Because I’m me, and curiosity doesn’t just belong to cats, I couldn’t let James Wedgwood show up today without knowing a bit more about ventriloquism. A quick search on the almighty google provided me with a plethora of websites outlining the history of this fascinating art.
It, quite literally, is ancient.
While I had known about the priestess Pythia, the Greeks, and the Delphi, I never actually said, “Self, Pythia is a ventriloquist. The earliest of ventriloquists, used as a vessel for Apollo’s voice.” While this revelation takes some of the magic away from Pythia and her ilk, it actually makes me respect the culture in which ventriloquism arose.
Think of the power and energy that went into this deception. Think of the vulnerability and need of the people to hear directly from a god. Was it manipulation or compassion that allowed ventriloquism to arise?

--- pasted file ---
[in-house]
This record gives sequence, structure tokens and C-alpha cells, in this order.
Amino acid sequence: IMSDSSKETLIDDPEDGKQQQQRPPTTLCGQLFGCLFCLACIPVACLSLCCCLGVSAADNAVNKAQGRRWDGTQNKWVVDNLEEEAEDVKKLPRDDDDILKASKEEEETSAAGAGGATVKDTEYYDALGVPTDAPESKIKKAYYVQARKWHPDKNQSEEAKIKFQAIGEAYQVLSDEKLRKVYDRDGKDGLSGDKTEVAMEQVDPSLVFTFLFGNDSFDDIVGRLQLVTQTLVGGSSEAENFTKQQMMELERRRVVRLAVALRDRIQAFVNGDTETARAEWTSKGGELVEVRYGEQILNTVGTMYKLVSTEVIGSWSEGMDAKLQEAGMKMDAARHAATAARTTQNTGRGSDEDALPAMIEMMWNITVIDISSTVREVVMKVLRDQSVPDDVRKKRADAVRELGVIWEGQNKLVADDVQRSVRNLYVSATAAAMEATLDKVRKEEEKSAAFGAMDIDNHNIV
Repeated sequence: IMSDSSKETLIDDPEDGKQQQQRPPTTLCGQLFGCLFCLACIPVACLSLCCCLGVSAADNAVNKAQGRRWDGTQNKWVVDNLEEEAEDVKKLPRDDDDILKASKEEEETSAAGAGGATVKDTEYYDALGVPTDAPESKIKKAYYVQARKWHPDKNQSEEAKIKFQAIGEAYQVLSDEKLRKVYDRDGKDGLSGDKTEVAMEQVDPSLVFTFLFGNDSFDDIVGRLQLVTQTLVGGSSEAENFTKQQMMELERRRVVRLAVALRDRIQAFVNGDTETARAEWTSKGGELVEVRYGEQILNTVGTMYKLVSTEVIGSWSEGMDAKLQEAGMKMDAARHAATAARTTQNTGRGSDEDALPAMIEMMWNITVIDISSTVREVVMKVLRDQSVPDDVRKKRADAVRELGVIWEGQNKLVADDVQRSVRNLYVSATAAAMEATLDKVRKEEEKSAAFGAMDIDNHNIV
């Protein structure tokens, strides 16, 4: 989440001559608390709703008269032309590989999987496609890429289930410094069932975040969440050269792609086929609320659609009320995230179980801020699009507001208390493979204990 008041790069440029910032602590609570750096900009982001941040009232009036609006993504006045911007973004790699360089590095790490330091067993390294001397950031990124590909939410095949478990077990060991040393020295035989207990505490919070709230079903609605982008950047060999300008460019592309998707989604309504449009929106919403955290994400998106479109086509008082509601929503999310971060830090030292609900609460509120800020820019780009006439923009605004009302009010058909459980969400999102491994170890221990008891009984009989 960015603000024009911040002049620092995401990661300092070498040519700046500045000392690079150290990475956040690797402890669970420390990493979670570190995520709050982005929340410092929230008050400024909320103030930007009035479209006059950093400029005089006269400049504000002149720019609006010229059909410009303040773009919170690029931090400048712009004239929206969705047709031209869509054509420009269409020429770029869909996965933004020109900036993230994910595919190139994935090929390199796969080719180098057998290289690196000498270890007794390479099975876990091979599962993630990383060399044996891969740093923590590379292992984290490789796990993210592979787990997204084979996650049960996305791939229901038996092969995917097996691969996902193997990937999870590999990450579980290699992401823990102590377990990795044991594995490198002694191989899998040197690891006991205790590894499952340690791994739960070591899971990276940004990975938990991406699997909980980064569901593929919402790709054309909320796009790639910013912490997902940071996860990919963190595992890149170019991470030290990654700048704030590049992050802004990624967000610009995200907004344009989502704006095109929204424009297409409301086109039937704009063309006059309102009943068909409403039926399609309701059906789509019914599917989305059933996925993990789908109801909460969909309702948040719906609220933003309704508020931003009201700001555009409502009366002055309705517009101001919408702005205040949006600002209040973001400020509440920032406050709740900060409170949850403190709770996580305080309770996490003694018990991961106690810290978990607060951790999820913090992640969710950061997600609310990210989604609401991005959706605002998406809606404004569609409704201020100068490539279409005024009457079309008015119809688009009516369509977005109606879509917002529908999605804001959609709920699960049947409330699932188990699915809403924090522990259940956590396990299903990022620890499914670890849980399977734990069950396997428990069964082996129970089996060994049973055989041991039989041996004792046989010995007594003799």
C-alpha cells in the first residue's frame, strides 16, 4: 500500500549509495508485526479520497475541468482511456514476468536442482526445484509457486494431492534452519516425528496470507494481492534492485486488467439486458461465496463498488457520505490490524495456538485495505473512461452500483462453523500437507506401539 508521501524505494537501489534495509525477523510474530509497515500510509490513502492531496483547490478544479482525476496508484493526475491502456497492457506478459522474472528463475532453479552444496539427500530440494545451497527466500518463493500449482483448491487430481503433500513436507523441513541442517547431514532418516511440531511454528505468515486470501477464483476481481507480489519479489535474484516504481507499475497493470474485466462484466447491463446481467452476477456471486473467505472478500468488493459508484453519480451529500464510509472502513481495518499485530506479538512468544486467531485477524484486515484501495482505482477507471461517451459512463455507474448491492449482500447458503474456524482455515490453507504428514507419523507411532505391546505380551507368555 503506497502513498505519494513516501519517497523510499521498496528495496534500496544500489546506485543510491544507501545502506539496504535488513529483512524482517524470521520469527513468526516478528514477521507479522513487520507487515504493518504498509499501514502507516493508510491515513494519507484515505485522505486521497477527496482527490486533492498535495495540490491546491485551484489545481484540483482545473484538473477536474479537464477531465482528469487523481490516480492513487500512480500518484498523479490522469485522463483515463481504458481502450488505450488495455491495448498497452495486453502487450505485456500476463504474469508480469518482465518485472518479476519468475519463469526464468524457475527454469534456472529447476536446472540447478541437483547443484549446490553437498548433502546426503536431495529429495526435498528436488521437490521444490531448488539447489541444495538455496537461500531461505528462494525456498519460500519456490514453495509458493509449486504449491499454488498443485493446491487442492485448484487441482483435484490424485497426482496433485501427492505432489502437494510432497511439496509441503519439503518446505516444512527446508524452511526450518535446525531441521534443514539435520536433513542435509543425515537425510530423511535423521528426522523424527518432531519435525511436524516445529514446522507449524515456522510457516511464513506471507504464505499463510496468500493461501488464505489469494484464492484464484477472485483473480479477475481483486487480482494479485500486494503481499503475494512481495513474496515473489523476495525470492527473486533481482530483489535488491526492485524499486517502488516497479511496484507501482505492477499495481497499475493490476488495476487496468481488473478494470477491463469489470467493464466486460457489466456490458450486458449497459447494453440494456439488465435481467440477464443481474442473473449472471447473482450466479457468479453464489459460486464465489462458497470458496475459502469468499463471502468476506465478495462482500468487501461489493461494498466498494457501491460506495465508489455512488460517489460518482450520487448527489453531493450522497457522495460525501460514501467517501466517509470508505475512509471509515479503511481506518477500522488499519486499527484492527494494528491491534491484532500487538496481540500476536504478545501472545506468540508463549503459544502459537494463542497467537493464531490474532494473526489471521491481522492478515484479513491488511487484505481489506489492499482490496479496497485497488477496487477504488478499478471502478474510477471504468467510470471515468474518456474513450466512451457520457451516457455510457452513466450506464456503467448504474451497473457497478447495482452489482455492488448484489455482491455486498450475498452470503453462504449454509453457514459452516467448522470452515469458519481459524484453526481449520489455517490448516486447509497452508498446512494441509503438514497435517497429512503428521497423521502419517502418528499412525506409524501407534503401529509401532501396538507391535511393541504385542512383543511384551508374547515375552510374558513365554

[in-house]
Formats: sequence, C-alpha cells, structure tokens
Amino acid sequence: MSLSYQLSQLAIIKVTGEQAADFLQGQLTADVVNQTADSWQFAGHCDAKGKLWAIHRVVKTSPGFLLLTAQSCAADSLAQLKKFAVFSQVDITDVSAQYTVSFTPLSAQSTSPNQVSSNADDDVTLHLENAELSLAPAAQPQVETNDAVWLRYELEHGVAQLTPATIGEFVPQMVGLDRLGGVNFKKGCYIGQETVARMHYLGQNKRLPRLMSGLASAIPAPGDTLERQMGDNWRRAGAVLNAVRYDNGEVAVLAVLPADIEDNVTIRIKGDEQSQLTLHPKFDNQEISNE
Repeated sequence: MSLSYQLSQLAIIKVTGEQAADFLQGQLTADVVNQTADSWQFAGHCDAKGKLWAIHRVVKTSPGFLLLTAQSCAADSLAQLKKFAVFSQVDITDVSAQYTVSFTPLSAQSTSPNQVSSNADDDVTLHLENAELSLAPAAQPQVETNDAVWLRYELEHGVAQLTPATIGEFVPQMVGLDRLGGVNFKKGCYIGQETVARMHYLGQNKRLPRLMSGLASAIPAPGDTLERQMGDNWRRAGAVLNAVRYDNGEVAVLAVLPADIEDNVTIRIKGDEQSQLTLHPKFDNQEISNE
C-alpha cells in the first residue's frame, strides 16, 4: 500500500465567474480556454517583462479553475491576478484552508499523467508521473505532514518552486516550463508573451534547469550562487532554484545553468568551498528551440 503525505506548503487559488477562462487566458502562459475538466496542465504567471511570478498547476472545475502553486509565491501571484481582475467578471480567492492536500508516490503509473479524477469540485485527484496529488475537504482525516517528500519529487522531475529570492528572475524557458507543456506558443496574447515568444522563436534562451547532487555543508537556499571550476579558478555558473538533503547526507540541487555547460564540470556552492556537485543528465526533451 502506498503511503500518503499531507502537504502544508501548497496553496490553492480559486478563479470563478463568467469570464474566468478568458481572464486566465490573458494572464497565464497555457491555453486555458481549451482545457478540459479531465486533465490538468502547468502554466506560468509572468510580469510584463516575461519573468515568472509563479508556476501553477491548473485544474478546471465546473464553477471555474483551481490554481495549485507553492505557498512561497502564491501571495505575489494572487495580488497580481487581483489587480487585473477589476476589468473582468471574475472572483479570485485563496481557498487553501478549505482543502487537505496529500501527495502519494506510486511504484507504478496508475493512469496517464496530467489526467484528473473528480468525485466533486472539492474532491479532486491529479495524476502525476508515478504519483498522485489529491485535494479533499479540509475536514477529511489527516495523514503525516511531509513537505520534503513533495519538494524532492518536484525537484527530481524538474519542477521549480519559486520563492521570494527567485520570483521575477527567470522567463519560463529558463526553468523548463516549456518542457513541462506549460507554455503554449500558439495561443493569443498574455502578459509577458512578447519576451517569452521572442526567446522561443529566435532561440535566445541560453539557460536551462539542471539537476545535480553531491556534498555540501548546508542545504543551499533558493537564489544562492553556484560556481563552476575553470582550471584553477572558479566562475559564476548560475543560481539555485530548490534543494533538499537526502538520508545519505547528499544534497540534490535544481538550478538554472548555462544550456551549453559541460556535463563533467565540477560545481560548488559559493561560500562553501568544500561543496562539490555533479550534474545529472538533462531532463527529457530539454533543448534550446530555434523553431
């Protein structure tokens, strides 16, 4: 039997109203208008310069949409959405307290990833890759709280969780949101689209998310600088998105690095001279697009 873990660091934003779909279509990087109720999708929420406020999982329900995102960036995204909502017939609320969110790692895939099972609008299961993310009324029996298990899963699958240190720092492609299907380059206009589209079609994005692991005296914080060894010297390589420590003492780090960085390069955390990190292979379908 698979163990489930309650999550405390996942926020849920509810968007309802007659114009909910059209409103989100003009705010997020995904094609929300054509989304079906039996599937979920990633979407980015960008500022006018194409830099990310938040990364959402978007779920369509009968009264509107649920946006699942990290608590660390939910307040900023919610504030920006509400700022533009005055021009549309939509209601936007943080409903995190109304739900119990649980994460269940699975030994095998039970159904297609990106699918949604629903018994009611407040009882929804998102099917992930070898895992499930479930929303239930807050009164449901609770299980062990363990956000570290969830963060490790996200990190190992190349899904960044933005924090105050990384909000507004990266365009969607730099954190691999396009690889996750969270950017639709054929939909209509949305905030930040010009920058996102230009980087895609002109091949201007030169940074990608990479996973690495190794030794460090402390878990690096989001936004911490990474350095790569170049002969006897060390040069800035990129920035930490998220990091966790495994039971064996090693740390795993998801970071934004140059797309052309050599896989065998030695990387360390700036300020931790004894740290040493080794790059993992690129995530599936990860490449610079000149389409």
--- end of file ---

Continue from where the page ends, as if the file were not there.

And who was the first puppet master of inanimate objects? Was some Greek boy schlepping along in his sandals thinking, “Hey, wouldn’t it be cool if I could talk without moving my mouth?” Or did he do it to get the bullies off his back, turning the objects around him into living testaments of his power?
Or was it a mom who needed to keep her little tykes in line who first threw her voice across the room, making a stick talk to keep her kids occupied while she washed laundry? This is what I want to know. Alas, I never found out.
Regardless, gastromancy, as ventriloquy was called, was as fascinating then as it is today. The ability to speak without moving your mouth is a talent that has charmed some and scared others. It’s powerful because it’s uncommon. It’s something few of us will ever be able to take on the road–or to the Delphi.
Join us tonight to learn more about this magical art.